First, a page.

Delighted to be able to tell you that the @ONS have just announced that they are going to be changing the way they collect and report on the cost of food prices and inflation to take into consideration a wider range of income levels and household circumstances 👊 #VimesBootsIndex
— Jack Monroe (@BootstrapCook) January 26, 2022
I’ve been working in Financial Services for over 20 years. During the financial crisis of 2007–2008 I was employed by one of the banks that suffered terrible losses. In the lengthy report that was published to shareholders, it was notable that there was a dependency on a number of metrics such as Value at Risk which were in effect ’green’ even when the global financial system started to unravel. The actual problem was the sheer amount of toxic financial products that were on the balance sheet; as soon as the assumption of how much they were worth was revised, it triggered eye-watering losses.
From the report:
UBS’s Market Risk framework relies upon VaR and Stress Loss to set and monitor market risks at a portfolio level. [p19]
In the context of the CDO structuring business and Negative Basis and AMPS trades, IB MRC [Market Risk Control] relied primarily upon VaR and Stress limits and monitoring to provide risk control for the CDO desk. As noted above, there were no Operational limits on the CDO Warehouse and throughout 2006 and 2007, there were no notional limits on the retention of unhedged Super Senior positions and AMPS Super Senior positions, or the CDO Warehouse… [p20]
In other words, the amount of ‘good quality’ collateralised debt obligations (CDOs) that could be held on the balance sheet wasn’t subject to a cap. These were the instruments that were later found to be ‘toxic’.
MRC VaR methodologies relied on the AAA rating of the Super Senior positions. The AAA rating determined the relevant product-type time series to be used in calculating VaR. In turn, the product-type time series determined the volatility sensitivities to be applied to Super Senior positions. Until Q3 2007, the 5-year time series had demonstrated very low levels of volatility sensitivities. As a consequence, even unhedged Super Senior positions contributed little to VaR utilisation. [p20]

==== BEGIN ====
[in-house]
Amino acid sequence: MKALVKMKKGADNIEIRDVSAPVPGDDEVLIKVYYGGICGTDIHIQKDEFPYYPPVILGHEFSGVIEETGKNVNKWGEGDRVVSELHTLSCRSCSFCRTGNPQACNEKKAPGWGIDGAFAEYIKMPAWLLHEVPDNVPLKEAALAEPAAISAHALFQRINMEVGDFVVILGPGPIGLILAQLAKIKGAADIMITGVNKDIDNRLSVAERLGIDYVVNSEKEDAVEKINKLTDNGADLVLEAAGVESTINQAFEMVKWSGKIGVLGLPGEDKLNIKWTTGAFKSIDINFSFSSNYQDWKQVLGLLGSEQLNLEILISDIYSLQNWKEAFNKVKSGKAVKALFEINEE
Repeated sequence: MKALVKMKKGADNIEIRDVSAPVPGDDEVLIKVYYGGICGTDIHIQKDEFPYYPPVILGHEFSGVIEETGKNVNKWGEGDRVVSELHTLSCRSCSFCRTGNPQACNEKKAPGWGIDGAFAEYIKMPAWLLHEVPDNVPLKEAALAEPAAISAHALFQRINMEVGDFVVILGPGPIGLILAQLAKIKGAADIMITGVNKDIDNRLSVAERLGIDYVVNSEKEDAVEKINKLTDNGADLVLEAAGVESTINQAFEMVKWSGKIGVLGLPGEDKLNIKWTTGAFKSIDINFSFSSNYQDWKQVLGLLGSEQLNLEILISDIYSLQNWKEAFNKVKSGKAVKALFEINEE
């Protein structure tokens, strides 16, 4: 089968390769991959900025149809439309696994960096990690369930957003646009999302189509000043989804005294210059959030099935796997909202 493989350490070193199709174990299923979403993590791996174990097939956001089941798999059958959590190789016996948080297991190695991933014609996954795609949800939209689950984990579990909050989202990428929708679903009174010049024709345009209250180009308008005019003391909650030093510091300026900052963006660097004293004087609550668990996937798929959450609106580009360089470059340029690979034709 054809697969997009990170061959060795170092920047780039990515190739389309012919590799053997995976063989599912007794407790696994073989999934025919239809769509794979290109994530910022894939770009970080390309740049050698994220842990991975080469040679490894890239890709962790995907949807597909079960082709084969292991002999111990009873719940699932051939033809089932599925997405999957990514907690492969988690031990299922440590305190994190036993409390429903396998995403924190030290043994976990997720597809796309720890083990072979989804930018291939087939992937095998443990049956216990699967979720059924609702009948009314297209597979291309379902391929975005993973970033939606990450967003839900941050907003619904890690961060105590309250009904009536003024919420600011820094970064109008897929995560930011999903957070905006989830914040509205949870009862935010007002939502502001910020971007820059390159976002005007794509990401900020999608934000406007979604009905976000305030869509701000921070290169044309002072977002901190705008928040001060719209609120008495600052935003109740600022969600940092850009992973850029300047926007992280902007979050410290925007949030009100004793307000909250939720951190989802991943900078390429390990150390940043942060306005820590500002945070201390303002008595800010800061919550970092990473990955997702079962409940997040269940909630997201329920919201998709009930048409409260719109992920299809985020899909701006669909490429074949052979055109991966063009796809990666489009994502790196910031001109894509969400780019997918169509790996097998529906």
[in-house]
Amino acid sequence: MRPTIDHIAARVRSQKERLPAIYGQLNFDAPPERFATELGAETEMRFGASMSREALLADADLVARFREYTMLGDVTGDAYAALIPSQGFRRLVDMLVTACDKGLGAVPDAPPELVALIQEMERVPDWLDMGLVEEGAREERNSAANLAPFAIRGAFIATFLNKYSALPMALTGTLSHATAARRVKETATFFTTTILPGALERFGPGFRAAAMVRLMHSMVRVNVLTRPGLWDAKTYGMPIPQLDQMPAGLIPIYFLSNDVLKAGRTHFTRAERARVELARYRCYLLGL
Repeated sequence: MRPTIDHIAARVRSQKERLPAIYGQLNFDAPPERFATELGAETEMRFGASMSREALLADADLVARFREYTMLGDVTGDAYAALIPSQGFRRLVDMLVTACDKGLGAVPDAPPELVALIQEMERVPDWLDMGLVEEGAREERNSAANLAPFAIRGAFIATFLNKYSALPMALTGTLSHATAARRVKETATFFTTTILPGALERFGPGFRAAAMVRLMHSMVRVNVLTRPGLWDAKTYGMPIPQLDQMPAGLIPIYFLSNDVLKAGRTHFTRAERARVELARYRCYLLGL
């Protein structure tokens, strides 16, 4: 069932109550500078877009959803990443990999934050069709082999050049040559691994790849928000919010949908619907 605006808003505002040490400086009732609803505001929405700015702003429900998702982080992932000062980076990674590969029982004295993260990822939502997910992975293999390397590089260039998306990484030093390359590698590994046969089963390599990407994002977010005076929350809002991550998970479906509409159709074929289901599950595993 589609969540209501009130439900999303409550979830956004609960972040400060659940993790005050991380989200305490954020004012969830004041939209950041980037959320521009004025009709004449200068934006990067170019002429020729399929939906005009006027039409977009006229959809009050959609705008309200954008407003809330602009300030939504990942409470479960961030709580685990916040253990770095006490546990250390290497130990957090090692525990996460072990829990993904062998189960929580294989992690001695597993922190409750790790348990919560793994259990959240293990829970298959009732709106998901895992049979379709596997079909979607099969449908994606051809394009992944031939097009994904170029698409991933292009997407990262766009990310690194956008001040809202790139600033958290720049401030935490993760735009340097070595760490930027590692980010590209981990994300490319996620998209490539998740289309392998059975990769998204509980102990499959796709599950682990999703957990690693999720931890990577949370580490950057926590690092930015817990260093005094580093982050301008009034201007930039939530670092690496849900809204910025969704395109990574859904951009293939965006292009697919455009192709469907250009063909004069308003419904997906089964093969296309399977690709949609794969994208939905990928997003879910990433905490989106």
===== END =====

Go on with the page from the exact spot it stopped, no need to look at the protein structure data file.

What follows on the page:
This means that the model, which produced a ‘green’ status for Value at Risk, was based on the historical data which said that ‘everything is fine’. No consideration seemed to have been taken on the sheer amount of CDOs that were being held. As the financial crisis unfolded and it became clear that the assets were no longer worth 100%, the revaluations resulted in nearly USD 50bn in losses.
Proxies should be a jumping off point
Proxies are attractive as they often boil down complex things into simple metrics that we think we can interpret and understand. Wherever I see or use them I need to think about what assumptions they are built on and to check that they are not being substituted for the important details.
- Taken from the Microsoft Windows Defender ATP Fall Creators Update ↩
- Lots of people on forums seem baffled as to why anyone would want to do that. I love that someone has done it. ↩